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Analysts Describe Groupon IPO as "One Long Letdown"



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    CHICAGO, IL - JUNE 10: The Groupon logo is engraved in a glass office partition in the company's international headquarters on June 10, 2011 in Chicago, Illinois. Groupon, a local e-commerce marketplace that connects merchants and consumers by offering goods and services at a discount, announced June 2 that it had filed with the Securities and Exchange Commission for a proposed initial public offering of its Class A common stock. The company, launched in Chicago in November 2008 now markets products and services in 43 countries around the world. (Photo by Scott Olson/Getty Images)

    Grim, but largely unsurprising news on the Groupon IPO front: Wall Street research analysts, who are generally optimistic about companies their firms take public, have rendered unenthused judgment on Andrew Mason's company.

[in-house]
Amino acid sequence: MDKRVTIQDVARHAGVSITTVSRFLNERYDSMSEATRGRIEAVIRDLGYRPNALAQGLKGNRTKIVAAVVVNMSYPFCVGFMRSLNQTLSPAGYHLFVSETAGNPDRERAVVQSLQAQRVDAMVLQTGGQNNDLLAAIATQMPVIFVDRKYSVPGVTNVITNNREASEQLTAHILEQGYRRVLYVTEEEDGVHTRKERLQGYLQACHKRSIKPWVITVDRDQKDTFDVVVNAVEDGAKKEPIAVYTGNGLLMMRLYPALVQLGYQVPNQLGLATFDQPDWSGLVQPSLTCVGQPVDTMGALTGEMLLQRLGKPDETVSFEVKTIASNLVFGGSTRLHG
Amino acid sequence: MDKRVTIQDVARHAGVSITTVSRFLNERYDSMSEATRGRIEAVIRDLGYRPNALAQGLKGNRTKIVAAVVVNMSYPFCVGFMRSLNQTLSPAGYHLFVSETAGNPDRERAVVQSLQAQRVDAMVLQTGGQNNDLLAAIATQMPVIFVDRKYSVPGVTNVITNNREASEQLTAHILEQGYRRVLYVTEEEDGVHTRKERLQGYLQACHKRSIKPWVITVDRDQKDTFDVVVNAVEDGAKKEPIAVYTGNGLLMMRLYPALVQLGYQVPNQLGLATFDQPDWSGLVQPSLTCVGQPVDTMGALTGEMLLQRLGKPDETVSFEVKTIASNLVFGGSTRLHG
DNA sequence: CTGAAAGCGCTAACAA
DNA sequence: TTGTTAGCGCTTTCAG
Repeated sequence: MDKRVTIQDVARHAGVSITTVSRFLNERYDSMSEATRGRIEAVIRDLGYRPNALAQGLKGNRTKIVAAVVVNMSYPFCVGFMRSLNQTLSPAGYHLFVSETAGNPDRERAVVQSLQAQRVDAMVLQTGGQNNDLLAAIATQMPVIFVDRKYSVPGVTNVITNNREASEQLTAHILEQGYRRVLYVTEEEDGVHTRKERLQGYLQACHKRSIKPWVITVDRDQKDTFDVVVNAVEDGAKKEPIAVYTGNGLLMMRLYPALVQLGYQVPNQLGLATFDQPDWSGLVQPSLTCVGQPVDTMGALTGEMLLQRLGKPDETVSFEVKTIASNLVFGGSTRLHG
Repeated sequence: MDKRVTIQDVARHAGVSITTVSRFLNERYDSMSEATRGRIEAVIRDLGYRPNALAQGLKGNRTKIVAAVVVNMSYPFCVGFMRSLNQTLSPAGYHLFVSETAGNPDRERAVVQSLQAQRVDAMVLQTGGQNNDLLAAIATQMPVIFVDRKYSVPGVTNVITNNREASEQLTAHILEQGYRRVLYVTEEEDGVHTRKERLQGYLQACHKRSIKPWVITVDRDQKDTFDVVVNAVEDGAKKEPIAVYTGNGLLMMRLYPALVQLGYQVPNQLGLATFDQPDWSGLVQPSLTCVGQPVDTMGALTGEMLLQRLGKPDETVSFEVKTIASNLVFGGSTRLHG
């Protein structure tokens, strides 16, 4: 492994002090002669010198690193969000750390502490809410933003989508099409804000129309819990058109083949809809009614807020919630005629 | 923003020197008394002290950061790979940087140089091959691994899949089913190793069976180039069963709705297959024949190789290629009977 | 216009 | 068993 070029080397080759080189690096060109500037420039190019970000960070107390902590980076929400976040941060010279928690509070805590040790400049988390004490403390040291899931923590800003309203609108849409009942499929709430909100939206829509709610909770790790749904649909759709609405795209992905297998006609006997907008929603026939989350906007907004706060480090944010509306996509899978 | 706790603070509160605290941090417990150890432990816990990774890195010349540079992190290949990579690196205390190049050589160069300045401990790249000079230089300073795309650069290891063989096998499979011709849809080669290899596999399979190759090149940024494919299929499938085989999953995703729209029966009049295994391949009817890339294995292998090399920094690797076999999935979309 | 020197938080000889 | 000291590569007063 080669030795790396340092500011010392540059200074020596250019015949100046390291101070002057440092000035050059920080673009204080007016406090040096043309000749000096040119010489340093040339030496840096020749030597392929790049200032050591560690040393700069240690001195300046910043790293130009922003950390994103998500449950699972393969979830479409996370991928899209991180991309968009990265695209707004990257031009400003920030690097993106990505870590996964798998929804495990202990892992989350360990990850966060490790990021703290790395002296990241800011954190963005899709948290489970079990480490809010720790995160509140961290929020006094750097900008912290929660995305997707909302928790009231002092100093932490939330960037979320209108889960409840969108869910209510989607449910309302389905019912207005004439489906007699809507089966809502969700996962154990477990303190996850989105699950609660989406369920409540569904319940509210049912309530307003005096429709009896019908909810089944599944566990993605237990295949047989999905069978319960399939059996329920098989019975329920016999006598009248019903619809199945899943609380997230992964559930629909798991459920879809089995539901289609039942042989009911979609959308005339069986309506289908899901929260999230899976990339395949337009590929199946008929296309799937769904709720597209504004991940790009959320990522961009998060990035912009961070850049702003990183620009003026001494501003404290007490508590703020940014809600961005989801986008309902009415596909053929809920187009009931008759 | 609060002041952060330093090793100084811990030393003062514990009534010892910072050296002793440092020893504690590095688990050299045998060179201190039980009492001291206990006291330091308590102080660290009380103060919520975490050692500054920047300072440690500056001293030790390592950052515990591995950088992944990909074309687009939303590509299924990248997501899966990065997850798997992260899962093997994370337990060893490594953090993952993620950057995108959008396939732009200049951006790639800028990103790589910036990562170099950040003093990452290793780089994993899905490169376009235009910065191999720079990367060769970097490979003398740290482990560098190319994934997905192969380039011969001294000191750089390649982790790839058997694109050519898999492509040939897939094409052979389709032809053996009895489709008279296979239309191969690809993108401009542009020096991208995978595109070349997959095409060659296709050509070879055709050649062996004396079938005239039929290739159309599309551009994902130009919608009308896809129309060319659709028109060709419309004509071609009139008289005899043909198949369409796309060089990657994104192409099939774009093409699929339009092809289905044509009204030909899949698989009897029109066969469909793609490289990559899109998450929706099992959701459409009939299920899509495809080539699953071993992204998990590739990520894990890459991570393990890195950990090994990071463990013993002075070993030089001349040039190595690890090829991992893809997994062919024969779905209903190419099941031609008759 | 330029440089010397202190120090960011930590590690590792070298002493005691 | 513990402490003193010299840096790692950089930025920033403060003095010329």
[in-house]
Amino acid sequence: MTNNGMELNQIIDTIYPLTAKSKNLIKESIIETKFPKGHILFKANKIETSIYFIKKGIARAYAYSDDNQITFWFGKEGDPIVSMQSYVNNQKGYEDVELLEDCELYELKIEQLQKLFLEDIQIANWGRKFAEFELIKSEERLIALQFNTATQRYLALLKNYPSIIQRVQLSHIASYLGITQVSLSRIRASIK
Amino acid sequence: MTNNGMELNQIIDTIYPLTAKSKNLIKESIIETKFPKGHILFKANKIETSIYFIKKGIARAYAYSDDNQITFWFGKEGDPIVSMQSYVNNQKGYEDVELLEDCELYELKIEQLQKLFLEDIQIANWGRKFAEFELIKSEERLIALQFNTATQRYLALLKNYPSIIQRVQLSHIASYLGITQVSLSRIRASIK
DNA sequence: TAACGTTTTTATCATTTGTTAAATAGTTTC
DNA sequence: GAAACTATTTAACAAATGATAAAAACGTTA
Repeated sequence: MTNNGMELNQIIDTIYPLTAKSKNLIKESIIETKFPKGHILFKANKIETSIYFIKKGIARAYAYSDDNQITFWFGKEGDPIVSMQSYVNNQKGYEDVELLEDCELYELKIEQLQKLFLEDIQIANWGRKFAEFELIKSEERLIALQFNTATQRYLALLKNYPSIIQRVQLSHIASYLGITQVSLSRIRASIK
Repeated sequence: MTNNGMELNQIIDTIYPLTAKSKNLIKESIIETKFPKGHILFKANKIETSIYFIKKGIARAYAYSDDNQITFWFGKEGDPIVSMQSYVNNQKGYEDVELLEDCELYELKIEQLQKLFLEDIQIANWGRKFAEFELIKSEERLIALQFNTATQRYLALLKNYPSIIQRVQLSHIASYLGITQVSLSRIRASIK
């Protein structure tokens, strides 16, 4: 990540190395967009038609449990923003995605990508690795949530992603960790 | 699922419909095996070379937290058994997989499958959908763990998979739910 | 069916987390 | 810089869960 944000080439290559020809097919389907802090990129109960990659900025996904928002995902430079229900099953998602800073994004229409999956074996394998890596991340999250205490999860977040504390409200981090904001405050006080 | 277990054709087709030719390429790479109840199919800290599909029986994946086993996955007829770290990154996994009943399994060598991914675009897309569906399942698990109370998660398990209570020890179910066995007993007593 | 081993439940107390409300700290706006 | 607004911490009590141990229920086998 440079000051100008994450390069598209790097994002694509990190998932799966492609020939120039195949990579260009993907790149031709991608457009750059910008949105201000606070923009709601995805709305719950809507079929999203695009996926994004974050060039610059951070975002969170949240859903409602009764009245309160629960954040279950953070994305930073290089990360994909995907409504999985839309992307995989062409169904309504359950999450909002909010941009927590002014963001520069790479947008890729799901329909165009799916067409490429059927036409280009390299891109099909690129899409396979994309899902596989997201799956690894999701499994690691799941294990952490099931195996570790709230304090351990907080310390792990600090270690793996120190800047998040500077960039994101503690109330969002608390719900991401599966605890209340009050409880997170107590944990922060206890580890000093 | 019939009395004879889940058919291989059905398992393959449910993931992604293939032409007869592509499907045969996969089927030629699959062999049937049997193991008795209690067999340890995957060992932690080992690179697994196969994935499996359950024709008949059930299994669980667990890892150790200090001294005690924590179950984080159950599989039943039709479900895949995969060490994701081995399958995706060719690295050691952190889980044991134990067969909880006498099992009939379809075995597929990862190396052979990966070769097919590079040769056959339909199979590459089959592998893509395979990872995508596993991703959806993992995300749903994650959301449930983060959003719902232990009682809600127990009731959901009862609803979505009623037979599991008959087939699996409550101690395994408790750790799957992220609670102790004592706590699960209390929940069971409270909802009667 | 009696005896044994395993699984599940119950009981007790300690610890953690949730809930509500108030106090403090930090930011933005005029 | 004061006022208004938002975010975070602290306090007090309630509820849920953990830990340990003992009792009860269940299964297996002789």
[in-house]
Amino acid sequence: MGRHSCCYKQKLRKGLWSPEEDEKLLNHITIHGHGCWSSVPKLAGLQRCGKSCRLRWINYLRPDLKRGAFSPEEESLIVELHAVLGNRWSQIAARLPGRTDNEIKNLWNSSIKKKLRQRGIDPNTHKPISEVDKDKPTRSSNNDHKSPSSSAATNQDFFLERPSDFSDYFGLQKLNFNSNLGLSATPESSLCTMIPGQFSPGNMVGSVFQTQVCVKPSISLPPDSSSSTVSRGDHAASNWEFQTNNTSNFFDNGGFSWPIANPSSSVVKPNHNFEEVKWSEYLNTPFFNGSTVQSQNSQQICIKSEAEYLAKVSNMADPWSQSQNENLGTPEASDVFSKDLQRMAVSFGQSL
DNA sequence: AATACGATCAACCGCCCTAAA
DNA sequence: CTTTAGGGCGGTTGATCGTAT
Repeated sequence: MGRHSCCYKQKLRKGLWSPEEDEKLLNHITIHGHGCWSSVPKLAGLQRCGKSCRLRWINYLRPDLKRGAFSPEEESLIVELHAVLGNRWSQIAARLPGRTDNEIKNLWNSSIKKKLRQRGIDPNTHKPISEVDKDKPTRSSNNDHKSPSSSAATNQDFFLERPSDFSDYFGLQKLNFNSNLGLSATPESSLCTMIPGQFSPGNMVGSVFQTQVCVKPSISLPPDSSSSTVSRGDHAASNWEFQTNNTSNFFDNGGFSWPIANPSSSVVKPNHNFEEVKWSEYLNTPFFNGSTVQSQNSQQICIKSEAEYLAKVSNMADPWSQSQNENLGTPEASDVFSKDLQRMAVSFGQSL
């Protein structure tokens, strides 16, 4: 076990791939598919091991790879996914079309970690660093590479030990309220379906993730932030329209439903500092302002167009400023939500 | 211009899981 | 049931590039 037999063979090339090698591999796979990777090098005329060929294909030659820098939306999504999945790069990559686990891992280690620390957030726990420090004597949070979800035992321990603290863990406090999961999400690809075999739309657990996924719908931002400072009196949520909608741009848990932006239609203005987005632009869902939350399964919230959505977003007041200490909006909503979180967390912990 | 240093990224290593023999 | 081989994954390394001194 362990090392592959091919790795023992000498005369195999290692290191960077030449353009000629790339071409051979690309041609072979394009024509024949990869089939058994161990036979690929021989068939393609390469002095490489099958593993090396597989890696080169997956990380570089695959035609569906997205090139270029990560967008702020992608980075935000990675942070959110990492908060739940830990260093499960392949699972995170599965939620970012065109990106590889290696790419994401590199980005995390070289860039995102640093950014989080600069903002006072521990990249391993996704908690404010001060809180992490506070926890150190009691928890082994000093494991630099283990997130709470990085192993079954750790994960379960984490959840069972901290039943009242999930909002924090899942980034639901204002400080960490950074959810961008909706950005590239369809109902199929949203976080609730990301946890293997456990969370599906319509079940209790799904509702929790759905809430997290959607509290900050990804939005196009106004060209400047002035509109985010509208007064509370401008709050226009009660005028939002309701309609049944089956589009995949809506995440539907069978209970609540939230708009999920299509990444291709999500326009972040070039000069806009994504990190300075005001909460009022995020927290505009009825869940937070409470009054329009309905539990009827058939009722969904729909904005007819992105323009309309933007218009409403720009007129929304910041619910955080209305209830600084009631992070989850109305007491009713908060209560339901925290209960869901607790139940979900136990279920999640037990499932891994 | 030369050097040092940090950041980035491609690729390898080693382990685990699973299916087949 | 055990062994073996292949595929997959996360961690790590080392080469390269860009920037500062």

This explains, in part, likely why Groupon's stock slowed its roll yesterday and dipped somewhat. As of press time, it's up .26 points to $22.81 -- but that's not quite a slam dunk, to use highfalutin Wall Street lingo. No wait, that's basketball.

    Anyway, on Wednesday, analysts at a majority of Groupon's underwriters, like Morgan Stanley and Credit Suisse, have, according to the Wall Street Journal, "issued the equivalent of 'hold' or neutral recommendations, with 'holds' outnumbering 'buys' by a margin of six to five."

    Also from the same WSJ piece: "The analysts' mixed reviews reflect the ongoing questions surrounding Groupon. While the company is growing like a weed -- revenue for the first nine months this year rose more than seven times to $1.12 billion -- it's still unprofitable and the barriers to enter the market remain relatively low."

    Be that as it may, Groupon's stock has rebounded once this week when all of this was still true. It can do it again. It's still anyone's ball game, er, IPO. Right? 

    David Wolinsky is a freelance writer and a lifelong Chicagoan. In addition to currently serving as an interviewer-writer for Adult Swim, he's also a columnist for EGM. He was the Chicago city editor for The Onion A.V. Club where he provided in-depth daily coverage of this city's bustling arts/entertainment scene for half a decade. When not playing video games for work he's thinking of dashing out to Chicago Diner, Pizano's, or Yummy Yummy. His first career aspirations were to be a game-show host.